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Summary

Madlena Cavelti Hammer:

Jean-Frédéric d'Ostervald and his map of the Principality of Neuchâtel from 1838 to 1845

Cartographica Helvetica 9 (1994) 3–12

Summary:

Jean-Frédéric d'Ostervald (1773–1850), descendant of an influential familiy of the city of Neuchâtel, was engaged in surveying and cartography for many years and he published two fundamental maps of his home canton. The first map was printed in 1811, monochrome at the 1:96,000 scale, showing the topography in the French hachuring style with the light at an oblique angle. The initial idea of a terrestrial survey at the 1:5,000 scale had to be abandonned because of the restricted financial resources of the governing Prussian state at that time and because of the Napoleon war. Ostervald moved to Paris where he worked for many years as a more or less successful publisher of art books.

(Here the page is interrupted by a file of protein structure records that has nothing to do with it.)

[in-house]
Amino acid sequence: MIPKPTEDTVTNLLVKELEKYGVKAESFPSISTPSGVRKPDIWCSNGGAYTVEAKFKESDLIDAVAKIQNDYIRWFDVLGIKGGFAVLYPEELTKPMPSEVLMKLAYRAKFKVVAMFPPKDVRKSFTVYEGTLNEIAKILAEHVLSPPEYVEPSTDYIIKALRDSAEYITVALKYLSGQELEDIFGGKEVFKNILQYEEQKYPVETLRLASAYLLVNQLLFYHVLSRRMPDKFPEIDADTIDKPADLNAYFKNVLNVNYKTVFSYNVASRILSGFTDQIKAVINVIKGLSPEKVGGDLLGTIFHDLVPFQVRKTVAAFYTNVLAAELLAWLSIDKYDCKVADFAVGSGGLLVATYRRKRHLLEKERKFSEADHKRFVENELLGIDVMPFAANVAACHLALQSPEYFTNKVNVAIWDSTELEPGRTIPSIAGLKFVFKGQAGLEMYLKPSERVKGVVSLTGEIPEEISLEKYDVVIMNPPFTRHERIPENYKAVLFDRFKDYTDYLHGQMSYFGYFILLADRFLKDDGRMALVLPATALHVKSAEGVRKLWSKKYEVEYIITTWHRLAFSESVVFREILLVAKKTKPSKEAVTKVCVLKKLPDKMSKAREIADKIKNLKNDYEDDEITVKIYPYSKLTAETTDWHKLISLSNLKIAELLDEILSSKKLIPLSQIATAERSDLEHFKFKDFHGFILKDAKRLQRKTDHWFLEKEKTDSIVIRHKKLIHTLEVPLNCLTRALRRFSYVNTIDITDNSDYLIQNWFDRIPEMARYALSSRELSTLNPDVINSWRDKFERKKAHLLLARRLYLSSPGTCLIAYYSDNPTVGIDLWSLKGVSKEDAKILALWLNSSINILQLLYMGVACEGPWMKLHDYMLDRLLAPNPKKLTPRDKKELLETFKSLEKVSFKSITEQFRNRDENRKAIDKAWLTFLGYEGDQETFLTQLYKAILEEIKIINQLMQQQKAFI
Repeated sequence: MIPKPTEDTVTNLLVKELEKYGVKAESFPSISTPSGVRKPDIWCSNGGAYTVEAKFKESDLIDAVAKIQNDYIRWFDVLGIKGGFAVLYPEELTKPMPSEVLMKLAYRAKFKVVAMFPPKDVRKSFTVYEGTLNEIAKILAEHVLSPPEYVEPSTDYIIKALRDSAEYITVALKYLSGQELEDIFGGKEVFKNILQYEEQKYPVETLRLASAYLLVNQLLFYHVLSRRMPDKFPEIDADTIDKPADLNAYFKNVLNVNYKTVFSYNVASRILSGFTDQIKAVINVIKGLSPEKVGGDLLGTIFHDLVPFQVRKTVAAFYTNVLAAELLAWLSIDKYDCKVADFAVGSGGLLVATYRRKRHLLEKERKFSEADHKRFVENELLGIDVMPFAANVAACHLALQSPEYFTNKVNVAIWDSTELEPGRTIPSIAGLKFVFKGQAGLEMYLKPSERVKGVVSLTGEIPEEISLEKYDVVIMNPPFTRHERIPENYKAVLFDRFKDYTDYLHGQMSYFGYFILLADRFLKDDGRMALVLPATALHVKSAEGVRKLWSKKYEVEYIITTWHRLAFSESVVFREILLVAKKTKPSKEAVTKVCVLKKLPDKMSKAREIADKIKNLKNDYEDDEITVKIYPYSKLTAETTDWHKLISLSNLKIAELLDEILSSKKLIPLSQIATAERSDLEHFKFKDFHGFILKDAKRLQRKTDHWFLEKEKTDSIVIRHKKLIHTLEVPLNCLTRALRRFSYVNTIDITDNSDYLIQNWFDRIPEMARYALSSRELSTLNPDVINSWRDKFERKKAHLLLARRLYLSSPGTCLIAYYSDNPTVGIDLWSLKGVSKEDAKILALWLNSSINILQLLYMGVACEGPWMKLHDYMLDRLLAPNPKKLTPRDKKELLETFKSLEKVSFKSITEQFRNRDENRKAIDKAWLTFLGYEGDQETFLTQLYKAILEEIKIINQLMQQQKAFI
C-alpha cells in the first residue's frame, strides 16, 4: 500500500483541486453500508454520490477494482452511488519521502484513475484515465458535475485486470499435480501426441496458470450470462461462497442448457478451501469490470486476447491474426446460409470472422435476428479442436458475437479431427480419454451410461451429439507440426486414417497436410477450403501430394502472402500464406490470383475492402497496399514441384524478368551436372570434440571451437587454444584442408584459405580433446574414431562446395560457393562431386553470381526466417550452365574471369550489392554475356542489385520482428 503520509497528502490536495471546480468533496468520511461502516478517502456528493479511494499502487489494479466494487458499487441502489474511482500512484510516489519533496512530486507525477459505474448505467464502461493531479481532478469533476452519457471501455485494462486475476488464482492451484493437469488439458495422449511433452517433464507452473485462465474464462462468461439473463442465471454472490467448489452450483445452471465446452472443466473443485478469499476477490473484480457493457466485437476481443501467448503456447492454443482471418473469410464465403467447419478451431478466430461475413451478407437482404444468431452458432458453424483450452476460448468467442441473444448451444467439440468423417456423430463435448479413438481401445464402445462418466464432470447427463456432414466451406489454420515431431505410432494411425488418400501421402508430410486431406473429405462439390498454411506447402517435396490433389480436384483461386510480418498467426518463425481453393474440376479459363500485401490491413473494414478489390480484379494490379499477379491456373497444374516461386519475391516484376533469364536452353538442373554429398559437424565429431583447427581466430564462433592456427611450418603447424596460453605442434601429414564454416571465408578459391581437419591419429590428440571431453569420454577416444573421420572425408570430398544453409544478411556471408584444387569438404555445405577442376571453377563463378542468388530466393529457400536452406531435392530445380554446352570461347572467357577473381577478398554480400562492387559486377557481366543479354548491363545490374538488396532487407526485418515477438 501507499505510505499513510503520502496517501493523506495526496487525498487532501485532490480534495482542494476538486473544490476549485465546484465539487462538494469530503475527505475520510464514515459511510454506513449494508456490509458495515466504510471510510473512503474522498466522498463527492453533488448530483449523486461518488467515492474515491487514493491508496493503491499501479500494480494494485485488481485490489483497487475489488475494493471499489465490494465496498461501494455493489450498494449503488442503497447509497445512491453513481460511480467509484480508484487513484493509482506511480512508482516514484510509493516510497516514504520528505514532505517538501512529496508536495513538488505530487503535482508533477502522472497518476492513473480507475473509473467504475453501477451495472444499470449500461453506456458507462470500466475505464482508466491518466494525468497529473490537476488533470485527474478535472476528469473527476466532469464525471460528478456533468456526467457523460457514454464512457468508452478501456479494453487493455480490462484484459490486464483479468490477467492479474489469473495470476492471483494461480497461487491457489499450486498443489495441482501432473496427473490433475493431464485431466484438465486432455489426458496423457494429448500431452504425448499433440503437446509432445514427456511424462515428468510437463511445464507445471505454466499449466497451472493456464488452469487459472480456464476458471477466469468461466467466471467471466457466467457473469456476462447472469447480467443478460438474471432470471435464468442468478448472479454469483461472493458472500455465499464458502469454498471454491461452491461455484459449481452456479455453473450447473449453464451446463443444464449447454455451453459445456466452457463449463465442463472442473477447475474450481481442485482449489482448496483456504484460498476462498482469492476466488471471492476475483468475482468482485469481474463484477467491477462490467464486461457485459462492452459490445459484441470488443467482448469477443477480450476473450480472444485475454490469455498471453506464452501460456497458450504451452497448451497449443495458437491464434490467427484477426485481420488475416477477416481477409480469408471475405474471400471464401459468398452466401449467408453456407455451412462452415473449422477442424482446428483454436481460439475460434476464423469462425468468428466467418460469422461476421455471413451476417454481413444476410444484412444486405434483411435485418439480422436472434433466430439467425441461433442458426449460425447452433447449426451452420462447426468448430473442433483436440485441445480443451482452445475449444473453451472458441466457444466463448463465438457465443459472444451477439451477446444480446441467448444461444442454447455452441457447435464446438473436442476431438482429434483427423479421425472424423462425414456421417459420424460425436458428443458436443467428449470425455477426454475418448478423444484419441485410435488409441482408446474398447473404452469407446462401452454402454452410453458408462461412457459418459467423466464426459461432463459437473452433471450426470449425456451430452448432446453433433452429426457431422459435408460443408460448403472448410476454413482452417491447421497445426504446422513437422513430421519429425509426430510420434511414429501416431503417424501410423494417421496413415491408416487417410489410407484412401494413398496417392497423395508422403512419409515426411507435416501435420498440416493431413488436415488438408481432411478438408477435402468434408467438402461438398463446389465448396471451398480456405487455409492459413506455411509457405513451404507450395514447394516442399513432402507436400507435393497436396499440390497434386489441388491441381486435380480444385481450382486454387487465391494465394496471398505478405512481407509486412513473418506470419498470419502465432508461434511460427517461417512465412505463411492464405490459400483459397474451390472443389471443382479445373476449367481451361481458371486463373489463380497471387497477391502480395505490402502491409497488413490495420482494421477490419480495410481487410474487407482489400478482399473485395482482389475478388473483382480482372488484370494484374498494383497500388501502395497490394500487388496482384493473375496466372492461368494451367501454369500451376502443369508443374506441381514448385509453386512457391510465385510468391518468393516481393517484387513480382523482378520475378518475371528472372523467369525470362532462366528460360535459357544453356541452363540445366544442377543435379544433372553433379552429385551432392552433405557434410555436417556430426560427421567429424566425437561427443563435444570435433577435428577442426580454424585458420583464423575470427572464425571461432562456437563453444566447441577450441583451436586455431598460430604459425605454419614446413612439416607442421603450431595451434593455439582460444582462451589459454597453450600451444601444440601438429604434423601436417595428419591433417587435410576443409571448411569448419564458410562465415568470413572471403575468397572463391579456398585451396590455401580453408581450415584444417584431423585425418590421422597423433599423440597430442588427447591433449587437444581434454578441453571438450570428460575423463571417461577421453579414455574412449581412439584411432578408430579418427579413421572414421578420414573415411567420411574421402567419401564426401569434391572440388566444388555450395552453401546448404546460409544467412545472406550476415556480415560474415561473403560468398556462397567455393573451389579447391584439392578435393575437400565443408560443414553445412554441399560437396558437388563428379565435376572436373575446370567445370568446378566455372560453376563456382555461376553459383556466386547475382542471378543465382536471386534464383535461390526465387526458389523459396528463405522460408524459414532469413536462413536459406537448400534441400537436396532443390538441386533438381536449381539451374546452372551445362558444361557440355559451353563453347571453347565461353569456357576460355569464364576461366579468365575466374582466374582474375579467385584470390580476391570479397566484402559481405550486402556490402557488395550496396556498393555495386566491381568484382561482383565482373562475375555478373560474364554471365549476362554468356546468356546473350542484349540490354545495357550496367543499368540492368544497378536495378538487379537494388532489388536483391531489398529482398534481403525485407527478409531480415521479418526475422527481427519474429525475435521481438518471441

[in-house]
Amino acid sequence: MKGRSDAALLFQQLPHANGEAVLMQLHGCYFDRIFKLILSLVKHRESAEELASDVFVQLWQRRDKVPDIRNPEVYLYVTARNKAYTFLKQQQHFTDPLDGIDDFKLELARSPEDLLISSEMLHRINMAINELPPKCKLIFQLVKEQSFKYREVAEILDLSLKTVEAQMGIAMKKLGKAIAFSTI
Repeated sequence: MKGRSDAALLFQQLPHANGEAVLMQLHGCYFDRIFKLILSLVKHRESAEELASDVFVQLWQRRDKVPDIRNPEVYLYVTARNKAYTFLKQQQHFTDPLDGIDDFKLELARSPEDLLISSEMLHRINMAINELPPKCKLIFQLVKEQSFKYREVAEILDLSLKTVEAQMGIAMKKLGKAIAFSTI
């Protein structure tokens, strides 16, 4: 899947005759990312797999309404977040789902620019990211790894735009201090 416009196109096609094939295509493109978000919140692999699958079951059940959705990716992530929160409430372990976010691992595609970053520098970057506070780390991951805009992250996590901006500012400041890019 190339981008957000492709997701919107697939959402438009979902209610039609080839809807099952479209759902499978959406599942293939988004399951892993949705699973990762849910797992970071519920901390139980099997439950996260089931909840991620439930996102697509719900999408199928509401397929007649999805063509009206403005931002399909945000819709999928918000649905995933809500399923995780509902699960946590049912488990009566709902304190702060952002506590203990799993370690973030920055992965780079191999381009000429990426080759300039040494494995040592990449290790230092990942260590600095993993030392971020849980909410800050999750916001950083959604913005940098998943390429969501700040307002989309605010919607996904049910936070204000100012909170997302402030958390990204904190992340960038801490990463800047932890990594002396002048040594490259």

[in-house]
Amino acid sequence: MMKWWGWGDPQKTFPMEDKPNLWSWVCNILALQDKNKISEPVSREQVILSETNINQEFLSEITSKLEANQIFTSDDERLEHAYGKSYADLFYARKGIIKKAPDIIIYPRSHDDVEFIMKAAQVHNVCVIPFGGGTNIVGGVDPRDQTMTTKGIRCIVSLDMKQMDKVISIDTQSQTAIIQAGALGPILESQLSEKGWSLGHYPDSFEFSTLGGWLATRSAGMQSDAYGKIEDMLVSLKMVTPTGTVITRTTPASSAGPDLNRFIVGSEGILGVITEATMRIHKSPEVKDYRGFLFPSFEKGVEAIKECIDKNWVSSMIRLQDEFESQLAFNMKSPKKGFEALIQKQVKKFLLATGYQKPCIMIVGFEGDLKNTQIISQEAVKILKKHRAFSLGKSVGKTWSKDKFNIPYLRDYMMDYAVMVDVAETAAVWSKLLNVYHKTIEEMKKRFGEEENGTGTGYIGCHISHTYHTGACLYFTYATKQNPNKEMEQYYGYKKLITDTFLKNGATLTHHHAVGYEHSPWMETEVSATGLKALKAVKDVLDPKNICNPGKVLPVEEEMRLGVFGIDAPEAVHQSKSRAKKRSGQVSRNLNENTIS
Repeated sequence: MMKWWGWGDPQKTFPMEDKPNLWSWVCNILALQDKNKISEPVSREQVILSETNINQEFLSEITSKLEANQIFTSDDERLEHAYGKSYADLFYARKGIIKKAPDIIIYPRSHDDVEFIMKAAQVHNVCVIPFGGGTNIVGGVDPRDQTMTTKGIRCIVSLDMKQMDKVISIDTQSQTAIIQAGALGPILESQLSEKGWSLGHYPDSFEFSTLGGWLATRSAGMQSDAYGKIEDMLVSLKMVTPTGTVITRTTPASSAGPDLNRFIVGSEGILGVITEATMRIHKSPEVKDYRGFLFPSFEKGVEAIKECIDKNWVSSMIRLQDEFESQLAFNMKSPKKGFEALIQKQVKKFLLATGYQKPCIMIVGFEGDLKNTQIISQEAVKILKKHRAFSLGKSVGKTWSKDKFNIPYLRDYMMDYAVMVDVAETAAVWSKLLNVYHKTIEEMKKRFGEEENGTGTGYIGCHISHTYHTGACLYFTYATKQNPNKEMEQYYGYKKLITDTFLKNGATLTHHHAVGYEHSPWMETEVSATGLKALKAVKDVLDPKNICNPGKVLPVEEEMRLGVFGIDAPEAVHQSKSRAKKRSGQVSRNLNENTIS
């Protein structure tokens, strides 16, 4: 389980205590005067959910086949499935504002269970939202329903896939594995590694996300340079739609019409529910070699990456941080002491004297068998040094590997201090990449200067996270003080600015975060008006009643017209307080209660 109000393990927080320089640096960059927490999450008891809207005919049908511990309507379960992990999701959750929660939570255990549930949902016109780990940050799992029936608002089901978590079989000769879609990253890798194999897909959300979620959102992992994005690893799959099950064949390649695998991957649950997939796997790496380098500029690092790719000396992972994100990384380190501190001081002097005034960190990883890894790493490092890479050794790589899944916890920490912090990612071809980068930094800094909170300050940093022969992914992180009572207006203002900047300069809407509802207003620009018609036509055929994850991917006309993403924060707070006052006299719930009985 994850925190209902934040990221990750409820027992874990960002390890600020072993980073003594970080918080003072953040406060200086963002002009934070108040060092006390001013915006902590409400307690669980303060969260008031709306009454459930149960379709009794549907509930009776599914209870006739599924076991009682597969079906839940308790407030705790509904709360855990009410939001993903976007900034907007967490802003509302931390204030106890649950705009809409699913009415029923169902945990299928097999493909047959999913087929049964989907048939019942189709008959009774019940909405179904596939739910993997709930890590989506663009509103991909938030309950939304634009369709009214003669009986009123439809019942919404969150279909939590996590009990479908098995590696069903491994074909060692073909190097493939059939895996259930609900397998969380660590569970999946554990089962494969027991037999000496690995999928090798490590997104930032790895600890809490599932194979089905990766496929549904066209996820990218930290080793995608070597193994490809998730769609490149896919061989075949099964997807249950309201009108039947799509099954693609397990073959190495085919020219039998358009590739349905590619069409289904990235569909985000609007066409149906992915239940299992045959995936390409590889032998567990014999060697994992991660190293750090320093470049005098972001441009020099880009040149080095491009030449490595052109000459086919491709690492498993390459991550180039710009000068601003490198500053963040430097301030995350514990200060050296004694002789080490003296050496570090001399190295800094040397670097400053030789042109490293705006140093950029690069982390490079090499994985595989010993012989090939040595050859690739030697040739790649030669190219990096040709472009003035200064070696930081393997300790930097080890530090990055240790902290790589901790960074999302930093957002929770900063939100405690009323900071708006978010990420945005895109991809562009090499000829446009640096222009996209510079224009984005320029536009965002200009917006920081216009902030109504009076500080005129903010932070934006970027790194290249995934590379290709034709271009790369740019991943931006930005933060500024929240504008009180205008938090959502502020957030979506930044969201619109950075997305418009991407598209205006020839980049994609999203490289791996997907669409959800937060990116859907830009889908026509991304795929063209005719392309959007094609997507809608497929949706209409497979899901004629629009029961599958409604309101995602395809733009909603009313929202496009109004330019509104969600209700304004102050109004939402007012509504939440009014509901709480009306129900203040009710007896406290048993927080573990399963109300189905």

A second, revised edition of the map of Neuchâtel was printed in 1837. Under the influence of general Guillaume Henri Dufour, Ostervald was at this time already engaged in a first and second order triangulation network. He also measured more than 1800 spot heights. The following, very accurate topographic survey 1:10,000 was reduced to the 1:25,000 scale by a group of six excellent collaborators such as Johann Rudolf Stengel, Henri L'Hardy and Rudolf Mohr.

The results were three sets of a multicoloured map in 16 sheets, covering the entire canton of Neuchâtel. These suberb, hand-drawn originals could not be reproduced at that time because of technical reasons. A road map of Switzerland in the 1:400,000 scale was the last masterpiece of Ostervald's long and glorious career, a career for which he fought very hard.


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